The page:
"Making public the deal value is very important. Reliance and Bharti are the top companies of the country. So, they should have set the benchmark to make the transaction open," SMC Global Securities' strategist and research head Jagannadham Thunuguntla said.

Recalling an earlier deal, he said that Hero Honda (in connection with the exit of the Japanese partner Honda from the venture) had also not made public the deal value and had to bear the investor brunt in the market.

Echoing similar sentiments, Geojit BNP Paribas Financial Services assistant VP Gaurang Shah said: "Shareholders have every right to know about the bits and pieces of a deal."

He added, "Not disclosing the deal amount may be in the larger interest of the company, but shareholders should not be kept in the dark."

Shah went on to say that there should be some ordinance with regard to making public the deal value, kind of deal, among other factors.

Experts also said that non-disclosure of the deal value leads to unnecessary speculations about the size and other details of the transactions.

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Transactions by cheques up marginally in April: RBI

In April, the Mumbai region reported the highest number of cheque clearances. Banks cleared a total of 195.1 lakh cheques with a value of over Rs1.49 lakh crore

Cheque transactions worth over Rs8.66 lakh crore were carried out in the country during April 2011, a growth of over 0.7% from the same month last year.

Banks had cleared cheques worth almost Rs8.60 lakh crore in April 2010, as per the latest data from the Reserve Bank of India (RBI).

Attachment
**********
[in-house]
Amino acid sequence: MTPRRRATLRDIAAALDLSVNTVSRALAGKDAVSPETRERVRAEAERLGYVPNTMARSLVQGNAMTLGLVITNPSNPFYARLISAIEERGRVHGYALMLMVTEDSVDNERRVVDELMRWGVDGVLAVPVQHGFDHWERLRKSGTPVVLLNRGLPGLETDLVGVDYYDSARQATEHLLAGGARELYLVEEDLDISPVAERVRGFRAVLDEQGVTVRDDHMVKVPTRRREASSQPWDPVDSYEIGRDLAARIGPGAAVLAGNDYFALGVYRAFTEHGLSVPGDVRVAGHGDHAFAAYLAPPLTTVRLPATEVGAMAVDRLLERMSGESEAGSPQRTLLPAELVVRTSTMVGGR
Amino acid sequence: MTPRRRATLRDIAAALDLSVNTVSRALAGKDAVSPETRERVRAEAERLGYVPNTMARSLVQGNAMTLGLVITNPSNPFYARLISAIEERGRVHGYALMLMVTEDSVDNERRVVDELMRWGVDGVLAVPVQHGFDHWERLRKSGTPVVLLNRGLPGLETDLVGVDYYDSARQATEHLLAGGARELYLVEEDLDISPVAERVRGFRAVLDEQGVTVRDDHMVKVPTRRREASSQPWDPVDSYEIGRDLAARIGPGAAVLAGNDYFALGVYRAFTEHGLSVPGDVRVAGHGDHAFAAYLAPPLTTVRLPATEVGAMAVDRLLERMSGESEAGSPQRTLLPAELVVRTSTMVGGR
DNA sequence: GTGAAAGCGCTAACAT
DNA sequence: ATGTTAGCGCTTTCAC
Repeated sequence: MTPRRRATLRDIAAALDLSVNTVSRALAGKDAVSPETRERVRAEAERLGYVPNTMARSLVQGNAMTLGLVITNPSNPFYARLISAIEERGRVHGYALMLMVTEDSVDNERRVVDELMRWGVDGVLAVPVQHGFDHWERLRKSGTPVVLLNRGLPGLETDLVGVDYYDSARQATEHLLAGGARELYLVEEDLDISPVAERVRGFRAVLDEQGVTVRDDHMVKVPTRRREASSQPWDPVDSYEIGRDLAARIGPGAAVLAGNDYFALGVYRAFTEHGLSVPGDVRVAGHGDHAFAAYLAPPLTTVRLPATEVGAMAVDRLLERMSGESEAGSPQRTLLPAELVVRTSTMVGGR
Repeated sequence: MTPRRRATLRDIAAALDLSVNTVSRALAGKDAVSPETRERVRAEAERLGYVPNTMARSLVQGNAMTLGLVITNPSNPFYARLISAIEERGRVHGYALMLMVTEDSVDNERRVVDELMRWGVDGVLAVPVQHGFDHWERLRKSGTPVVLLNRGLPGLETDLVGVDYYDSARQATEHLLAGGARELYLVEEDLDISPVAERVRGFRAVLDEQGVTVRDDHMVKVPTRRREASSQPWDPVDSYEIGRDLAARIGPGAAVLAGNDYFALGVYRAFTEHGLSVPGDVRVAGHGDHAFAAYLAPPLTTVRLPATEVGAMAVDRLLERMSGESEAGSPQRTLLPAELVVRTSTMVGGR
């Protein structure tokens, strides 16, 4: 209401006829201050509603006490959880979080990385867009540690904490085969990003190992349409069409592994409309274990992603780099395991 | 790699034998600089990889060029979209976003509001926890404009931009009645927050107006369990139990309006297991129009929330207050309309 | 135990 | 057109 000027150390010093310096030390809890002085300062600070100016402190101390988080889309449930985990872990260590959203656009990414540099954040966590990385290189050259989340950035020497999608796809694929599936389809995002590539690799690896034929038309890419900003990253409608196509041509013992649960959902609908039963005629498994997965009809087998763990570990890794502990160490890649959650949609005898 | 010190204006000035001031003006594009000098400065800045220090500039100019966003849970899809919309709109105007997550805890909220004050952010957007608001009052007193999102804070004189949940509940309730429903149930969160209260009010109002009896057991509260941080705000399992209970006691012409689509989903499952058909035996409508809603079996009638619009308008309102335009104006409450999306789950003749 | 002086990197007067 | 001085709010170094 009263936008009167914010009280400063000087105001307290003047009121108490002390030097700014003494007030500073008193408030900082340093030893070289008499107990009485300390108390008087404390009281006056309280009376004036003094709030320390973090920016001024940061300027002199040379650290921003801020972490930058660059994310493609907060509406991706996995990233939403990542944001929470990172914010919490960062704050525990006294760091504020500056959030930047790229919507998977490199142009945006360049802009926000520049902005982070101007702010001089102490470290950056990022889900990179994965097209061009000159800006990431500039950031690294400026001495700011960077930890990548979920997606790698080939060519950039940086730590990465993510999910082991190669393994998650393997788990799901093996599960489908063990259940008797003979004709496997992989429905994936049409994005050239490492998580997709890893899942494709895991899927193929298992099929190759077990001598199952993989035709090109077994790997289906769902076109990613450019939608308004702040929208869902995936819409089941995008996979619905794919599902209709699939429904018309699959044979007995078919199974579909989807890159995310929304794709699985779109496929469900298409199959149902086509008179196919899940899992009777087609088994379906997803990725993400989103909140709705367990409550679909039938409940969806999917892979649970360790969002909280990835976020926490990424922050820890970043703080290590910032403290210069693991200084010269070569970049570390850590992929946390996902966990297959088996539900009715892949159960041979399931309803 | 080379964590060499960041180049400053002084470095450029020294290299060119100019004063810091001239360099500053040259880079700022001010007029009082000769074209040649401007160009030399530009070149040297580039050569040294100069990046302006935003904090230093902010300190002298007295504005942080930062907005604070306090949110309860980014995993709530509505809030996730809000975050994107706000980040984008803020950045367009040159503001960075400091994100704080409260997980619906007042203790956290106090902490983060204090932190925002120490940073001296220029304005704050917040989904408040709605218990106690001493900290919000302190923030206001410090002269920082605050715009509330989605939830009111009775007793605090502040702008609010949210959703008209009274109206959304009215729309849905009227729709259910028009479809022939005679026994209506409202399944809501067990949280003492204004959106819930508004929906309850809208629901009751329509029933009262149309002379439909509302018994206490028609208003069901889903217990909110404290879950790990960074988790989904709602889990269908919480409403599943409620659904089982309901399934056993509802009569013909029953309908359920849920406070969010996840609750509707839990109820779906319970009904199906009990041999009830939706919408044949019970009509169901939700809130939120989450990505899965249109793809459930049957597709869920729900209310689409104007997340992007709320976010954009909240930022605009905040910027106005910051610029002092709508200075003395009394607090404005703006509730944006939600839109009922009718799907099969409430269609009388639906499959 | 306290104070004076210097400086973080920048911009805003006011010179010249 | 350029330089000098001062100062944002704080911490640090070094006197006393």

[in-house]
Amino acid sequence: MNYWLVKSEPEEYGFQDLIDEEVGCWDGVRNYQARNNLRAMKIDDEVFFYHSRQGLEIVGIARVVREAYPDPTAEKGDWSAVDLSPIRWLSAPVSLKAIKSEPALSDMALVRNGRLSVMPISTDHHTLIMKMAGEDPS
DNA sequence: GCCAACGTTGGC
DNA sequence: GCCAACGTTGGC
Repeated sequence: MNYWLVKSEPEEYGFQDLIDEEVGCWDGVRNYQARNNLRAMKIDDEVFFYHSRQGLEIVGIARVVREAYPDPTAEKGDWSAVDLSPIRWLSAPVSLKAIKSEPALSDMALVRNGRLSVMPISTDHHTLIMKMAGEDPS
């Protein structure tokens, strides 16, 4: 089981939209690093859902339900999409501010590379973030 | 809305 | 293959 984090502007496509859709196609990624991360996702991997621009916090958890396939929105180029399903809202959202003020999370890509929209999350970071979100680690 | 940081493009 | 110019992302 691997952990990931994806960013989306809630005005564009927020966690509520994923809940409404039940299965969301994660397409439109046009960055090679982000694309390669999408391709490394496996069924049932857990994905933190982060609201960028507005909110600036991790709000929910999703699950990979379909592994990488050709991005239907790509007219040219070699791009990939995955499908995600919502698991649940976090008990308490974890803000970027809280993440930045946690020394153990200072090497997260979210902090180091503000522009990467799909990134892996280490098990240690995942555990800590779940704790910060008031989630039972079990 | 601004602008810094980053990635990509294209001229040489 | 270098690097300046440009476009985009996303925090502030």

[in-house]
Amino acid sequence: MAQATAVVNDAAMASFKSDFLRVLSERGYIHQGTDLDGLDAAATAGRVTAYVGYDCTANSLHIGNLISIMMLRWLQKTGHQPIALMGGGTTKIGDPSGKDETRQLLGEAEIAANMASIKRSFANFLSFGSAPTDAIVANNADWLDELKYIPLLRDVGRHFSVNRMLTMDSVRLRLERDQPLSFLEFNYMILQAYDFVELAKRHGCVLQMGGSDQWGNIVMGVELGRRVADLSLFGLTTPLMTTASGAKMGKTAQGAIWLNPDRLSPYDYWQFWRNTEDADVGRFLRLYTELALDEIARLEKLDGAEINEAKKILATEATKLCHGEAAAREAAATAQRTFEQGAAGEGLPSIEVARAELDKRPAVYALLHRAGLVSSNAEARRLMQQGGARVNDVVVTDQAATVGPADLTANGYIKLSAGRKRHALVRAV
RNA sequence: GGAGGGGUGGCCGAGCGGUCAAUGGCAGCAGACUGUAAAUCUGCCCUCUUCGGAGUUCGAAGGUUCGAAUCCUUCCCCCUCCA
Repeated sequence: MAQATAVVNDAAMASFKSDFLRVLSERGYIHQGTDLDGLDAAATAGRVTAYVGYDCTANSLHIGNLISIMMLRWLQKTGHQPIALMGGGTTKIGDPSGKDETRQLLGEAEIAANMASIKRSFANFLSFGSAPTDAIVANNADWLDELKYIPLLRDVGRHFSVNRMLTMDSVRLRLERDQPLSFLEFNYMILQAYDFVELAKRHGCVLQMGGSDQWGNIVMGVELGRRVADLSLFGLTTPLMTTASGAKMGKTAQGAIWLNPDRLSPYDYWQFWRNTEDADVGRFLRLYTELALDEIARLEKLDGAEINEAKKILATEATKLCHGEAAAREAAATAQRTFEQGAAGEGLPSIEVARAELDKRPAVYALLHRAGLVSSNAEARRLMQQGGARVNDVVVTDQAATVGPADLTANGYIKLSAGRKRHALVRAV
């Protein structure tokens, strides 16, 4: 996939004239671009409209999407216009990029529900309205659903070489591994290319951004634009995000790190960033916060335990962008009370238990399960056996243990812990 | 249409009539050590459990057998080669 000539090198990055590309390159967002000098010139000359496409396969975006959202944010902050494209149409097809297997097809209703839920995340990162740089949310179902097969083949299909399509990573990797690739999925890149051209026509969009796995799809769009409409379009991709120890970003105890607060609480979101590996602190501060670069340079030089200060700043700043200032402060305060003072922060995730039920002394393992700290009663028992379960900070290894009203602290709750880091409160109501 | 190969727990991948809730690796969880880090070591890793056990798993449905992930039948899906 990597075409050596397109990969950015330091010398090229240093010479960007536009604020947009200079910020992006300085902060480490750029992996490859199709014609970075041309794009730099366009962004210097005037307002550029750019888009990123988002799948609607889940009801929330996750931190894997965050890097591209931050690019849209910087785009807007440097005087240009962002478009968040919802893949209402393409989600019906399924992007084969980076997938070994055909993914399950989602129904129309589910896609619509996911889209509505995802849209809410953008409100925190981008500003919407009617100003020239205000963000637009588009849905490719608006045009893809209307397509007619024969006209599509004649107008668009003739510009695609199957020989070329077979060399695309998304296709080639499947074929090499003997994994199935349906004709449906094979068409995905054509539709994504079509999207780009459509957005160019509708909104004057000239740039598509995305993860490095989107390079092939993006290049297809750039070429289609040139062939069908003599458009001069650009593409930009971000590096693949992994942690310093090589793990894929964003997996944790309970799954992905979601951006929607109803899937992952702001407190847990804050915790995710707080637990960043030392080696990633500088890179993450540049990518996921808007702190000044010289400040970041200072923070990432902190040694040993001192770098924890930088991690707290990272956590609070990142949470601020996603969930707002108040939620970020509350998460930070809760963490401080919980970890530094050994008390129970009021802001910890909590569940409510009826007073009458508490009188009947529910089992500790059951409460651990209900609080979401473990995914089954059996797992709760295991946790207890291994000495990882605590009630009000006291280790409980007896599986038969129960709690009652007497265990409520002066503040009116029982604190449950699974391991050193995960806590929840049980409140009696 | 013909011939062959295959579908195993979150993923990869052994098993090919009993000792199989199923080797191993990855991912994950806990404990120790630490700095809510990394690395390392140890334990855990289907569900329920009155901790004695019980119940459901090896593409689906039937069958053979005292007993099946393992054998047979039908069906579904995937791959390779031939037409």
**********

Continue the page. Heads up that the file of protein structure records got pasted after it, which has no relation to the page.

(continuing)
However, the total number of cheques cleared during April fell by over 6.6% against the same month of last year.

A total of 1,097.5 lakh cheques were cleared by the banks during the month under review compared to 1,175.3 lakh in the corresponding month of 2010.
In April, the Mumbai region reported the highest number of cheque clearances. Banks cleared a total of 195.1 lakh cheques with a value of over Rs1.49 lakh crore, it said.

This was followed by Delhi region which reported 129.3 lakh cheques being cleared with a total value of Rs1.23 lakh crore. In third place was the Chennai region with 60.7 lakh cheque clearances worth over Rs48,500 crore, it added.

The latest marginal rise in the value of transactions by cheques comes after banks reported a fall in numbers during the last fiscal.

The value of cheque transactions had declined by 2.6% to Rs101.33 lakh crore in 2010-11. Only Delhi and Bangalore, among the major centres, had reported a rise in value of clearances during the last fiscal.

However, the total number of cheques cleared by banks across the country had grown marginally by 0.4% in 2010-11. Over 1.38 crore lakh cheques were cleared by banks across the country last fiscal as against 1.30 lakh in 2009-10.